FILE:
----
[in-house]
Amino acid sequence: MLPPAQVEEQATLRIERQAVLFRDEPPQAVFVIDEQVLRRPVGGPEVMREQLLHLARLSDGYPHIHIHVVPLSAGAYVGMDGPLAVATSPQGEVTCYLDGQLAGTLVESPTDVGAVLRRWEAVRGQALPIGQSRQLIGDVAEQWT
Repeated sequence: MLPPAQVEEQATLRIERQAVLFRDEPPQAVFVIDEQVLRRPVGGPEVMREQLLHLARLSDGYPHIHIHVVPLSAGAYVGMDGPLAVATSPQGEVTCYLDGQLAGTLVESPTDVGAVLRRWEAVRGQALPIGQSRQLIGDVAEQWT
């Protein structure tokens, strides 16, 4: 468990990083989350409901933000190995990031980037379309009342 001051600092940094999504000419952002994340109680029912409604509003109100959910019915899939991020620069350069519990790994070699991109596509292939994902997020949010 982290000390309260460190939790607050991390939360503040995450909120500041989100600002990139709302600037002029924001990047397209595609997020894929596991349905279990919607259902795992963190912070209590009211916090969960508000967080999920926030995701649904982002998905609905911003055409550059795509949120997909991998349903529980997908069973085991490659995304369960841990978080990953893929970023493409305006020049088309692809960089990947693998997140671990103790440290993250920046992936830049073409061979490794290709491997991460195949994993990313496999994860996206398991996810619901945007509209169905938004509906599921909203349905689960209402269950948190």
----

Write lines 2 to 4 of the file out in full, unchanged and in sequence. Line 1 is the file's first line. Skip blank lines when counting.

Amino acid sequence: MLPPAQVEEQATLRIERQAVLFRDEPPQAVFVIDEQVLRRPVGGPEVMREQLLHLARLSDGYPHIHIHVVPLSAGAYVGMDGPLAVATSPQGEVTCYLDGQLAGTLVESPTDVGAVLRRWEAVRGQALPIGQSRQLIGDVAEQWT
Repeated sequence: MLPPAQVEEQATLRIERQAVLFRDEPPQAVFVIDEQVLRRPVGGPEVMREQLLHLARLSDGYPHIHIHVVPLSAGAYVGMDGPLAVATSPQGEVTCYLDGQLAGTLVESPTDVGAVLRRWEAVRGQALPIGQSRQLIGDVAEQWT
């Protein structure tokens, strides 16, 4: 468990990083989350409901933000190995990031980037379309009342 001051600092940094999504000419952002994340109680029912409604509003109100959910019915899939991020620069350069519990790994070699991109596509292939994902997020949010 982290000390309260460190939790607050991390939360503040995450909120500041989100600002990139709302600037002029924001990047397209595609997020894929596991349905279990919607259902795992963190912070209590009211916090969960508000967080999920926030995701649904982002998905609905911003055409550059795509949120997909991998349903529980997908069973085991490659995304369960841990978080990953893929970023493409305006020049088309692809960089990947693998997140671990103790440290993250920046992936830049073409061979490794290709491997991460195949994993990313496999994860996206398991996810619901945007509209169905938004509906599921909203349905689960209402269950948190």